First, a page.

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riddlemore about riddle


  8  definitions  found 
  From  Webster's  Revised  Unabridged  Dictionary  (1913)  [web1913]: 
  Riddle  \Rid"dle\,  v.  t.  [imp.  &  p.  p.  {Riddled};  p.  pr  &  vb  n. 
  1.  To  separate,  as  grain  from  the  chaff,  with  a  riddle;  to 
  pass  through  a  riddle;  as  riddle  wheat;  to  riddle  coal  or 
  2.  To  perforate  so  as  to  make  like  a  riddle;  to  make  many 
  holes  in  as  a  house  riddled  with  shot. 
  From  Webster's  Revised  Unabridged  Dictionary  (1913)  [web1913]: 
  Riddle  \Rid"dle\,  n.  [For  riddels  s  being  misunderstood  as  the 
  plural  ending;  OE  ridels  redels.  AS  r?dels;  akin  to  D. 
  raadsel  G.  r["a]thsel;  fr  AS  r?dan  to  counsel  or  advise, 
  also  to  guess.  [root]116.  Cf  {Read}.] 
  Something  proposed  to  be  solved  by  guessing  or  conjecture;  a 
  puzzling  question;  an  ambiguous  proposition;  an  enigma; 
  hence  anything  ambiguous  or  puzzling. 
  To  wring  from  me  and  tell  to  them  my  secret,  That 
  solved  the  riddle  which  I  had  proposed.  --Milton. 
  'T  was  a  strange  riddle  of  a  lady.  --Hudibras. 
  From  Webster's  Revised  Unabridged  Dictionary  (1913)  [web1913]: 
  Riddle  \Rid"dle\,  n.  [OE.  ridil,  AS  hridder;  akin  to  G.  reiter, 
  L.  cribrum  and  to  Gr  ???  to  distinguish,  separate,  and  G. 
  rein  clean.  See  {Crisis},  {Certain}.] 
  1.  A  sieve  with  coarse  meshes,  usually  of  wire,  for 
  separating  coarser  materials  from  finer,  as  chaff  from 
  grain,  cinders  from  ashes,  or  gravel  from  sand. 
  2.  A  board  having  a  row  of  pins,  set  zigzag,  between  which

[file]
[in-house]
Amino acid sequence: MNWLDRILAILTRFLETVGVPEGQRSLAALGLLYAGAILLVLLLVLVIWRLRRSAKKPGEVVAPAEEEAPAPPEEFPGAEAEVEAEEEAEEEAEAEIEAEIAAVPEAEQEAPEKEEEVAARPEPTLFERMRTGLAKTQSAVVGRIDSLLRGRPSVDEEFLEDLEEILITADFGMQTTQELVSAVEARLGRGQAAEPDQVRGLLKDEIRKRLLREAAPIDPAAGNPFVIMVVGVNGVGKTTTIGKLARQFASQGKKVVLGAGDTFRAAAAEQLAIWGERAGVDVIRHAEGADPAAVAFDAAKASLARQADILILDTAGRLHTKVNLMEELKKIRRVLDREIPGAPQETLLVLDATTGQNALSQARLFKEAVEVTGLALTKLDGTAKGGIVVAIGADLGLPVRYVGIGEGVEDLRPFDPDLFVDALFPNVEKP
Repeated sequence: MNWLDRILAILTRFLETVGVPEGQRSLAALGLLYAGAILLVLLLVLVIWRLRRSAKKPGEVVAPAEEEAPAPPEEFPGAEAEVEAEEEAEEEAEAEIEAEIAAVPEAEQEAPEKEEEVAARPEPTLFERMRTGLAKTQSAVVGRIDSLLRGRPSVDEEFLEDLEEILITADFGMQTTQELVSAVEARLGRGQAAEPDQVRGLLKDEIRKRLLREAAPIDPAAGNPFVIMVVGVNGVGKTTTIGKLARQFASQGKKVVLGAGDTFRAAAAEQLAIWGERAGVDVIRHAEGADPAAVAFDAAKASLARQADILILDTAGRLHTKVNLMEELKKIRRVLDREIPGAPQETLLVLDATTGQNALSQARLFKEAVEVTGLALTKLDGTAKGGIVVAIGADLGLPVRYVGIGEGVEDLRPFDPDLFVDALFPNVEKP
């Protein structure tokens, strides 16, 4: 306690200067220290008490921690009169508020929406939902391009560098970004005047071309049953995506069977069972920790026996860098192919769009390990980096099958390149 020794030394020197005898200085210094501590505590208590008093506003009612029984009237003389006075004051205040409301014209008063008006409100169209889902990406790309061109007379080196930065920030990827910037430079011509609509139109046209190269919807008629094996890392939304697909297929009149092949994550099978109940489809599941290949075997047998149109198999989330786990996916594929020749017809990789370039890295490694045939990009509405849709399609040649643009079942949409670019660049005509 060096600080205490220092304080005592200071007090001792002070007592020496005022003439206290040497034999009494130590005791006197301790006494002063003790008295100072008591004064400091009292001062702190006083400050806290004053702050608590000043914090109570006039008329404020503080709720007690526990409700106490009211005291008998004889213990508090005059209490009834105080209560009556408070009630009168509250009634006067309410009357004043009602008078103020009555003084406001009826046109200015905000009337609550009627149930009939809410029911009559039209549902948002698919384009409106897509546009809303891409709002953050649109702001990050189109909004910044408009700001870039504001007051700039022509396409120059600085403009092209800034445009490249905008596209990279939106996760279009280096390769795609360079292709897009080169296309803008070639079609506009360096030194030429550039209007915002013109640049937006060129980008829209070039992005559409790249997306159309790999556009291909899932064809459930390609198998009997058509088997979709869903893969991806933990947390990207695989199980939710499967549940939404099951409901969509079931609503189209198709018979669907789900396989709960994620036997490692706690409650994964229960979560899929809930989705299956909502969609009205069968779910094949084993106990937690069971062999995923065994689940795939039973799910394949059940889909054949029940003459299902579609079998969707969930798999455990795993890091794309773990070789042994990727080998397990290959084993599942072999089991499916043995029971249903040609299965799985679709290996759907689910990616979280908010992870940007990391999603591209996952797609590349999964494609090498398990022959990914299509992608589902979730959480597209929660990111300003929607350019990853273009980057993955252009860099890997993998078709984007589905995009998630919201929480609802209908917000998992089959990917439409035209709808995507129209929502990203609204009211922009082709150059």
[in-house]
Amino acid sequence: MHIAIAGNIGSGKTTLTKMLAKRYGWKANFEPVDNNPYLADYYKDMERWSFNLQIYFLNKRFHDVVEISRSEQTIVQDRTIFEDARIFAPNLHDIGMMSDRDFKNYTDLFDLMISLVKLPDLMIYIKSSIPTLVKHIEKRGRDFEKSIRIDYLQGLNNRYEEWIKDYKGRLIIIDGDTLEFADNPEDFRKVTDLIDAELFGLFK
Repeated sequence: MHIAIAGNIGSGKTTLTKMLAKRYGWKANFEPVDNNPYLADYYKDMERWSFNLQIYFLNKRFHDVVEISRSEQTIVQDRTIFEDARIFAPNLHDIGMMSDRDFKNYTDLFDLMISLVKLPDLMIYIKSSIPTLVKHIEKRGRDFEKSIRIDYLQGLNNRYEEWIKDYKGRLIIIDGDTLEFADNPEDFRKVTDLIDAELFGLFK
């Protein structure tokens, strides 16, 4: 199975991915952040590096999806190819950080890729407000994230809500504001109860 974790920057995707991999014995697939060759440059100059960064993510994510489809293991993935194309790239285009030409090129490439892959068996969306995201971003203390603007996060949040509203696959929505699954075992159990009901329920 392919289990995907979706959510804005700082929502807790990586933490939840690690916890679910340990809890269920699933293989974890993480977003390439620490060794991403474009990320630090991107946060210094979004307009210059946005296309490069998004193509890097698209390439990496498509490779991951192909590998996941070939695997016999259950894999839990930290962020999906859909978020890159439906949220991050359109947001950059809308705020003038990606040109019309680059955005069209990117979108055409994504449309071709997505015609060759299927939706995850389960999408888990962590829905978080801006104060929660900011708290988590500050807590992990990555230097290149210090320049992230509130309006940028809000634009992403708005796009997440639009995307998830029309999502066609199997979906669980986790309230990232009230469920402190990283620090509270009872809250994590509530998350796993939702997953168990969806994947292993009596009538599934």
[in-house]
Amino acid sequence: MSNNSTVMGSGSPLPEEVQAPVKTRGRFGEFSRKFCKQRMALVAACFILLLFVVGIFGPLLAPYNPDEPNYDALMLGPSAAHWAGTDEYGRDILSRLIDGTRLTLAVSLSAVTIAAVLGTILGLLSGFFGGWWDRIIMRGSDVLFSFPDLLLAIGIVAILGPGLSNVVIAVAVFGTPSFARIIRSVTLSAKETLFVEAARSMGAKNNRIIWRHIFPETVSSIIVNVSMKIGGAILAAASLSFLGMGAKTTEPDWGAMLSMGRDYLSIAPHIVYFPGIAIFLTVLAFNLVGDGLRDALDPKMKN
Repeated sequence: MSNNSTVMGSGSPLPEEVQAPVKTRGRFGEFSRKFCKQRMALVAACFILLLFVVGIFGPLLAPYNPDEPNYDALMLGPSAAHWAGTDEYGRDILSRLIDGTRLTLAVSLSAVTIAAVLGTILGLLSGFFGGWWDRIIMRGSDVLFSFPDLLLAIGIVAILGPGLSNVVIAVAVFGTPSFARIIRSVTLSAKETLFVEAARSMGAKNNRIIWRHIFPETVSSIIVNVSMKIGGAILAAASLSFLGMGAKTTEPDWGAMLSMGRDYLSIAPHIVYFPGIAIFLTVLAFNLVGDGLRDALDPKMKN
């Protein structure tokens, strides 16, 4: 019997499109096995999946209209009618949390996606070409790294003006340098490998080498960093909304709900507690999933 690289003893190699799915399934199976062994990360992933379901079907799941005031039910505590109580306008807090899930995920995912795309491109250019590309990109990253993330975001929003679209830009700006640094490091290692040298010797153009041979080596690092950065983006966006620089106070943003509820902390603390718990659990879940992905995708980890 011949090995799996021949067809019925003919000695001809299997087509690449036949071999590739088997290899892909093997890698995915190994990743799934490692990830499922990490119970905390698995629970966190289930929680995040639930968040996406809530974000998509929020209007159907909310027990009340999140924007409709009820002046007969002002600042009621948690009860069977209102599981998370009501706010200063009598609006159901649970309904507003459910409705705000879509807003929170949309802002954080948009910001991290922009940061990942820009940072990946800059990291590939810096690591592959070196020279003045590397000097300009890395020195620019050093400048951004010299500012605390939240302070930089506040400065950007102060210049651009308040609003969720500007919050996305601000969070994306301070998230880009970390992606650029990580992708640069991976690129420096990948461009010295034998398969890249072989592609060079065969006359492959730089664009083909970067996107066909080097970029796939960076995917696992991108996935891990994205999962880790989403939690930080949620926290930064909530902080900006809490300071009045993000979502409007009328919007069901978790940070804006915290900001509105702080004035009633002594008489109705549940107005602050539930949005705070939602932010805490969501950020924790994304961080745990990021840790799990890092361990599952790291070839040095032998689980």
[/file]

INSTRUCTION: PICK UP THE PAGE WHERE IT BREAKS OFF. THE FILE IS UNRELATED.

wire  is  drawn  to  straighten  it 
  From  Webster's  Revised  Unabridged  Dictionary  (1913)  [web1913]: 
  Riddle  \Rid"dle\,  v.  t. 
  To  explain;  to  solve;  to  unriddle. 
  Riddle  me  this  and  guess  him  if  you  can.  --Dryden. 
  From  Webster's  Revised  Unabridged  Dictionary  (1913)  [web1913]: 
  Riddle  \Rid"dle\,  v.  i. 
  To  speak  ambiguously  or  enigmatically.  ``Lysander  riddels 
  very  prettily.''  --Shak. 
  From  WordNet  r  1.6  [wn]: 
  n  1:  a  difficult  problem  [syn:  {conundrum},  {enigma},  {brain-teaser}] 
  2:  a  coarse  sieve  (as  for  gravel) 
  v  1:  pierce  many  times;  "The  bullets  riddled  his  body" 
  2:  set  a  riddle 
  3:  separate  with  a  riddle,  as  grain  from  chaff  [syn:  {screen}] 
  4:  speak  in  riddles 
  5:  explain  a  riddle 
  From  U.S.  Gazetteer  (1990)  [gazetteer]: 
  Riddle,  OR  (city,  FIPS  61850) 
  Location:  42.95370  N,  123.36612  W 
  Population  (1990):  1143  (427  housing  units) 
  Area:  1.7  sq  km  (land),  0.0  sq  km  (water) 
  Zip  code(s):  97469 
  From  Easton's  1897  Bible  Dictionary  [easton]: 
  (Heb.  hodah).  The  oldest  and  strictly  speaking,  the  only 
  example  of  a  riddle  was  that  propounded  by  Samson  (Judg. 
  14:12-18).  The  parabolic  prophecy  in  Ezek.  17:2-18  is  there 
  called  a  "riddle."  It  was  rather,  however,  an  allegory.  The  word 
  darkly"  in  1  Cor.  13:12  is  the  rendering  of  the  Greek  enigma; 
  marg.,  "in  a  riddle." 

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